Global Investigative Journalism Network: Secrets of the Wayback Machine.
It’s been so handy as I parse my new mobile design for this blog. Seeing what I’ve done in the past. Anarchic, lazy, meticulous, more.
BBC: Italian court acquits Knox and Sollecito of Kercher murder.
Circumstantial evidence cases are notoriously difficult. From my reading, the Knox guilt was threadbare.
Guardian.UK: High time Lance Armstrong realised that only humility earns redemption.
He must accept his scarlet letter at some point, and act accordingly. Showing up in France just prior to the TdF, will do nothing to help his reputation. Notoriety, yes. Reputation, no. Notoriety will not boost rehabilitation.
NY Times: Richard III Gets a Kingly Burial, on Second Try.
Royal funeral, bargain-basement style. Perhaps it is time to pull the bones of the ‘two princes’ out of the wall of Westminster, and see if they’re actually DNA matches. ‘Tis the season. And the poem’s not bad.
Later: The Tomb, finished.
Popular Archaeology: Archaeologist Discovers Mysterious Ancient Maya Citadel.
Let’s hope it’s undisturbed.
Guardian.UK: Richard III DNA tests uncover evidence of further royal scandal.
“... before we raise questions about the legitimacy of the Yorkist kings and the Lancastrian kings, there are questions higher up the line, raising doubts about nearly all of the Plantagenets.” Sewing the seeds of familial discord in the Plantagenets. You may quote me.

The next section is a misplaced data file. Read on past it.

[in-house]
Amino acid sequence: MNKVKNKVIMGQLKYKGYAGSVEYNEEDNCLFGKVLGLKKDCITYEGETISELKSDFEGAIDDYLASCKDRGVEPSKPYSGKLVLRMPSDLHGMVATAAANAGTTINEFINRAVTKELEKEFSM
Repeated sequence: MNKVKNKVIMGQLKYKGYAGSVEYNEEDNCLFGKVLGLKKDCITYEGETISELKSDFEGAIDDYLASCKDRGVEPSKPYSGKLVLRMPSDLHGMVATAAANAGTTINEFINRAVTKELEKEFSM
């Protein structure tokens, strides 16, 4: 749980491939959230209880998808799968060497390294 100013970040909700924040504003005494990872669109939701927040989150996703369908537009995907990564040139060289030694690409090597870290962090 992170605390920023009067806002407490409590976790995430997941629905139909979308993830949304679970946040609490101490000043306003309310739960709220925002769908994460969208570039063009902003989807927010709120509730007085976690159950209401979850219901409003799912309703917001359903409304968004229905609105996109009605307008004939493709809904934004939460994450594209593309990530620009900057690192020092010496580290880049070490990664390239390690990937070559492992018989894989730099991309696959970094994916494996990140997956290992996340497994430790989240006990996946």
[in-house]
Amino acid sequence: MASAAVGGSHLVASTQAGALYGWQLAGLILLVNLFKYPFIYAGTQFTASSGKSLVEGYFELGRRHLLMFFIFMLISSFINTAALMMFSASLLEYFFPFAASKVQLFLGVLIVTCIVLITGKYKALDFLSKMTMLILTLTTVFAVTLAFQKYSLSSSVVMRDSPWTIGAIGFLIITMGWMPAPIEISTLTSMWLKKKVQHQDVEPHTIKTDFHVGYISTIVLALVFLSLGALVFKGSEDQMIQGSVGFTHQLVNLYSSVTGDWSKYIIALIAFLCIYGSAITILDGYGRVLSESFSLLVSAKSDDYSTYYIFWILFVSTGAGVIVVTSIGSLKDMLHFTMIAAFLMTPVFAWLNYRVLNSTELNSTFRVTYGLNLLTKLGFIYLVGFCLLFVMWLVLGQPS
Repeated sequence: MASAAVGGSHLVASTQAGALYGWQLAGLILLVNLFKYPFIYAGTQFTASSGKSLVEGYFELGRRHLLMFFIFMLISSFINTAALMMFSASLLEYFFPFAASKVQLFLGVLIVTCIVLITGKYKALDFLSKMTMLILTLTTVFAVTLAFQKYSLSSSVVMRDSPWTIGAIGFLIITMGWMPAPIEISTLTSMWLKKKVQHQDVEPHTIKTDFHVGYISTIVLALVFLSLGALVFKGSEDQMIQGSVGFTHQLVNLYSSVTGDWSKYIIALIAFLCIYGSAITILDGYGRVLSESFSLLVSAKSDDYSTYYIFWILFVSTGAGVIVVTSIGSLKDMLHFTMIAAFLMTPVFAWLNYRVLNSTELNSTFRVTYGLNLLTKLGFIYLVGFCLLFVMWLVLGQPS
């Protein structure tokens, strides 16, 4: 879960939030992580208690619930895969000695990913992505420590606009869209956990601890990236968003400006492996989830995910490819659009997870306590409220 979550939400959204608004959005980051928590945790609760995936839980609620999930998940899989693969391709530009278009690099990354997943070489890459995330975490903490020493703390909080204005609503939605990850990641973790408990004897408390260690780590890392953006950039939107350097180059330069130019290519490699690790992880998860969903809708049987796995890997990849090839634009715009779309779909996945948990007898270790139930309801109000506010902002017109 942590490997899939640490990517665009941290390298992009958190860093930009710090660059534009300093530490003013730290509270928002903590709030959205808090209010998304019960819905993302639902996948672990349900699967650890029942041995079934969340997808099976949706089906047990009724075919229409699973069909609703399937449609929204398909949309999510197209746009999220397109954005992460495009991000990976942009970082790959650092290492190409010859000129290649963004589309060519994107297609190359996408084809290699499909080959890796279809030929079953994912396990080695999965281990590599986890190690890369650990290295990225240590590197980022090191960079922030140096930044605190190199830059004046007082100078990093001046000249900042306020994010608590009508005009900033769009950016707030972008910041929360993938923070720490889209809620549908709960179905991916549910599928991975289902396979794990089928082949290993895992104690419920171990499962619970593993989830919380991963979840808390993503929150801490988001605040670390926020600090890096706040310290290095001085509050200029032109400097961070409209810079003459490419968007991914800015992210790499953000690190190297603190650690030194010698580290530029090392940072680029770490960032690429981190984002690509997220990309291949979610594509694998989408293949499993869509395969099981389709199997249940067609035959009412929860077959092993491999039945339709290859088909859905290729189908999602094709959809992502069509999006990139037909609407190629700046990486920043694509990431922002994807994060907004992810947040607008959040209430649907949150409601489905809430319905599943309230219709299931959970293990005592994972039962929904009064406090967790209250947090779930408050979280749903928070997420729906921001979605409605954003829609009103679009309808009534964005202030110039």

Vox: Here’s how incredible computer word processing seemed in 1982.
“And the comically underpowered computers people bought in 1982 were expensive.” Underpowered but not incapable. The dedicated word processors could churn out formatted text faster than today’s overaccessorized word processing software because they had *dedicated keyboards*. Indent? Press a clearly labelled button. Columns? Press a clearly-labelled button. It was the PC and WordStar that started us on the standard keyboard three- and four-finger keyboard commands (that so few people actually learn to use beyond the basics). Those of us using dedicated machines used to make terrible fun of the bargain-basement PC folks (PCs were cheaper than dedicated systems by a long chalk, and WordStar was trying to offer the same capabilities as the highest end dedicated setups. Trivia: Doing columns easily was a big deal back then, a litmus test of sorts.).